composting materials and bins 

Back Yard Composting

Getting Started

Back yard composting requires a little bit of space, a bin, and a basic understanding of the composting process.

Compost provides a long-term source of many nutrients not typically found in Colorado’s soils. Compost also helps your soil hold water longer.

Choosing a Compost Bin and Composting Area

There are many different systems and bins that will work for composting.

  • An open pile
  • A bin that you build yourself
  • A bin that you buy

If Possible, Locate Your Composting:

  • In a shady area to help keep it from drying out
  • Directly on the soil or grass, so compost critters have access to your pile
  • Near the kitchen and garden hose, so you have easy access for adding food waste, watering and turning

Building Your Compost Pile

A successful compost pile provides food for the compost critters (worms, bugs, fungi, bacteria, and other microorganisms) to break down. This food must be a balance of “green” (often wet) and “brown” (often dry materials).

  • Start your pile by adding a 4-6” layer of greens, then add a 4-6” layer of browns.
  • Add water and mix.
  • Continue to alternate layers of green and brown materials, followed by watering and mixing the pile.
  • Keep the pile as moist as a wrung out sponge.

Components of a Compost Pile


  • Fruit and vegetable scraps and anything growing in your yard is potential food for compost critters. Air
  • Since all life needs a certain amount of air to survive, stir or turn your pile with a pitchfork regularly to keep air in the pile for compost critters and to keep your pile odor-free.


  • The hotter the pile, the faster the composting. Your pile will heat up to approximately 90° – 140°F as it is composting.


  • The compost critters work best if the pile is damp as a wrung-out sponge. In our dry climate, it means watering the pile with a hose and turning it to even out the moisture.

Particle Size

  • Chop materials into one to two inch pieces for faster composting, so compost critters have more surface area to attack.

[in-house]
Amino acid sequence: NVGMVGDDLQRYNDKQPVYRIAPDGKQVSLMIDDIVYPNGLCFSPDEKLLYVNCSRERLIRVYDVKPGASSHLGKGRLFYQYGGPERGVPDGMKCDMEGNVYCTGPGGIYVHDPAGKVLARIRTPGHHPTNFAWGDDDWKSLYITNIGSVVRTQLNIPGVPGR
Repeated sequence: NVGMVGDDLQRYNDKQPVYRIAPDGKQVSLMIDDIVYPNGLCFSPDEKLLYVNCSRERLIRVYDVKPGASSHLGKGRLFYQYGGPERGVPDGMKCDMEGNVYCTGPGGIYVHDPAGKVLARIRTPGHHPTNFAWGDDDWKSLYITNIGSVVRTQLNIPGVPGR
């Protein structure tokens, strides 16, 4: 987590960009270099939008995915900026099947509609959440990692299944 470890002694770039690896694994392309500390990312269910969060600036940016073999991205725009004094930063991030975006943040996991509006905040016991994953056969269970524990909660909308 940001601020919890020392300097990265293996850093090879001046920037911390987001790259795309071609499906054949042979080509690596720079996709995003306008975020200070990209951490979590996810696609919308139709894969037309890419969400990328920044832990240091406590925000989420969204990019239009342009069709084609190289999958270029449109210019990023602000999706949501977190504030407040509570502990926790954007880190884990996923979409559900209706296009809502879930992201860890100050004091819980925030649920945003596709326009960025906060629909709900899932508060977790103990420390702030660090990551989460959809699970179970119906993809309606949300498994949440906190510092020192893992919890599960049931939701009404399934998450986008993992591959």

• Build your pile to the ideal size of 3´ x 3´ x 3´. Smaller piles will have trouble holding the heat, and piles larger than 5´ x 5´ x 5´ can collapse on themselves, cutting off the air to the compost critters at the center. These proportions are of importance only if your goal is fast composting. Slower composting requires no exact proportions.

Compost Critters

Once your ingredients are added to the compost bin, compost critters such as worms, bugs, fungi, bacteria, and other microorganisms will find their way into the bin to start the composting process. They work hard to break down organic matter into compost.

Compost Ingredients

Greens (Nitrogen-rich)   Browns (Carbon-rich) 
  • Fresh grass clippings
  • Garden trimmings
  • Fruit and vegetable scraps
  • Eggshells
  • Coffee grounds & filters
  • Tea bags
  • Manure (plant eaters only)
  • Dry leaves
  • Dried grass clippings
  • Hay or straw
  • Sawdust
  • Shredded paper
  • Finely chopped wood chips & bark
  • Old potting soil
Do not include in back yard composting
  • Meat, fish, poultry & bones
  • Dairy products, oils, grease & fat
  • Weeds with seeds
  • Cat and dog waste
  • Charcoal or Duraflame® ashes
  • Treated wood products
  • Cat litter  
Basic Rule: If in doubt, leave it out

Remedies for When Pile Is Not Composting

What if... Possible Cause Suggested Remedy
Pile not composting

Too dry

Too much brown matter

Add water until slightly damp and turn

Add fresh green matter (see chart above) and turn pile

Pile smells rotten and/or attracts flies Too wet and/or too many food scraps or lawn clippings Add brown material (see chart above), particle size of 1-2 inches will keep pile from matting down
Not enough air Turn it
Animals in pile Not maintaining or turning pile Bury food wastes and keep pile maintained and turned
Compost is damp and warm in the middle but no where else Pile is too small Collect more material and mix the old ingredients into the new pile
Center of the pile is dry Not enough water Moisten materials while turning the pile
Nothing is happening Pile won't heat up May need moisture and more greens such as coffee grounds to kick-start the process again

Using Your Compost

Compost is ready when it is dark brown, crumbly and when the ingredients are not recognizable. You can use compost in two stages: 

Finished Compost

  • Use as a soil amendment in gardens (anytime)
  • use as an ingredient for potting soil
  • place around plants, trees, or on lawns as a mulch or top-dressing

Partially Finished Compost

(all particles are not completely broken down)

  • Place around plants, trees, or on lawns as a mulch or top-dressing
  • Spread compost in your garden in the fall so it will enrich the soil over the winter to help your spring planting

 Related Links


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